Friday, September 07, 2007

Agility geekiness: More fun with blind crosses

A while back I wrote about playing with blind crosses and discovering their potential to get Lucy to turn on the afterburners. I mentioned that I couldn't imagine them working well anywhere but after a tunnel, but then at the trial last weekend I saw several people successfully execute them after a jump. That made me want to try it in practice sometime, and I got the chance during Lucy's class Wednesday night.

Val had set up a very NADAC-y arc of 5 jumps leading into a tunnel, with a line of jumps coming out of the tunnel. The object of the exercise was that we were to run it once staying ahead of the dog and then again staying behind the dog to see which way was faster (Val timed us, and in every case having the handler ahead was faster, which didn't surprise me). Then were to run it again ahead of the dog using every trick we could think of to beat our fastest time. I added my own wrinkle to the exercise, however: the path looked like it might be a good place to to try the blind cross after a jump, so I decided to give it a go. I knew very well that, if successful, it would really make Lucy go faster. I just didn't know if I could pull it off.

I tried it at two different places. In the first run, I did a lead-out to just beside the third obstacle (a triple), where I could make eye contact with her over the first two jumps. If it were a different dog (Mr. Gomez, for example), I might not have tried blind-crossing after a triple because of bar-knocking danger, but Lucy rarely knocks bars and can often slice triples at amazing angles, so I figured I'd take the risk:*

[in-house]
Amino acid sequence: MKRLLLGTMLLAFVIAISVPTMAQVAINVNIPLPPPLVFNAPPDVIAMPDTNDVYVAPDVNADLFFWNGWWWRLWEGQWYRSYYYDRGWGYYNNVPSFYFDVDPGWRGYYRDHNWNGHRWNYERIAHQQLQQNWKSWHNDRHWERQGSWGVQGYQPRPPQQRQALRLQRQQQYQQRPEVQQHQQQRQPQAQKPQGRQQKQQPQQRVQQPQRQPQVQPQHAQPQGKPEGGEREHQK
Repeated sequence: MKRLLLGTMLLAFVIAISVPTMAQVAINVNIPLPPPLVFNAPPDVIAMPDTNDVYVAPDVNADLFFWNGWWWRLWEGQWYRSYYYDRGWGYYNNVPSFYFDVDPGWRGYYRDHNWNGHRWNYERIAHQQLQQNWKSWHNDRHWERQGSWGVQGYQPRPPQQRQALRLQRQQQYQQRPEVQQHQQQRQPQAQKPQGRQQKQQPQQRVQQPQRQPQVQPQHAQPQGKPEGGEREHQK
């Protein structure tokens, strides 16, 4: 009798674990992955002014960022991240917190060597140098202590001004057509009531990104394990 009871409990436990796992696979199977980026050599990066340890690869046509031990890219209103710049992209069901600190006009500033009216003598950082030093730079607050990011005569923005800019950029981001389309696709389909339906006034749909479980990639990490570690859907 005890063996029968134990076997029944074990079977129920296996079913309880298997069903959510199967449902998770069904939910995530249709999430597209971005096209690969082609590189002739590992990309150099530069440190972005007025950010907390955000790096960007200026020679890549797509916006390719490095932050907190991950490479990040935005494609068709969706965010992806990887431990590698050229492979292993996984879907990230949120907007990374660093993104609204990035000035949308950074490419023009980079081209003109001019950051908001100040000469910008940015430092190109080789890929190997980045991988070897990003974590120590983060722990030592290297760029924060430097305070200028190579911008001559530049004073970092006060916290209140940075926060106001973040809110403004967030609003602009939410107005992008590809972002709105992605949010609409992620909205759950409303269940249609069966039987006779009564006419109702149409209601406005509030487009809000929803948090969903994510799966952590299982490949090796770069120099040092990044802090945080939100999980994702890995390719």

The important thing was to make sure I got moving (and quickly--she really does get speedy if I'm in front of her!) as soon as she committed to the first jump so that I was well out of her path as she attempted the triple, and to remember to look back and make eye contact with her as soon as I had completed the cross. It worked like a charm, except that in my haste to make the cross I went to wide and ended up pulling her away from the tunnel entrance rather than driving her toward it. I got to re-run so we got an accurate time, and I fixed that problem but paying closer attention to my path.

I decided to try leading out further the second time and trying the cross between jumps 4 and 5:

I don't usually take such long lead-outs with Lucy, not because she doesn't have a good start-line stay, but just out of a superstition that I shouldn't tempt fate if I don't have to. But this run worked better--I had a little more time to makethe blind cross and pay attention to my path coming out of it. The scary thing about a blind cross is that you have to turn your back of the dog, and you definitely want to have enough time to make sure your paths aren't on a collision course before you do.

I may or may not get an opportunity to try a blind cross at the trial this weekend--it's likely I won't because they really only work under a small set of circumstances. One must be ahead of one's dog--even farther ahead than a normal front cross. The intended path must also be very clear to the dog--you are turning your back on the dog, after all--so a blind cross may be called for when you want to keep the dog in obstacle focus. If a sharp change of direction is needed, a front cross, rear cross or counter-hand turn would be more appropriate.

*This post represents my first attempt at using the Clean Run Course Designer software. I decided to take advantage of their 30-day trial to see if it was a toy worth paying for. I must say it's quite fun! I may have to bite the bullet and give them some money.

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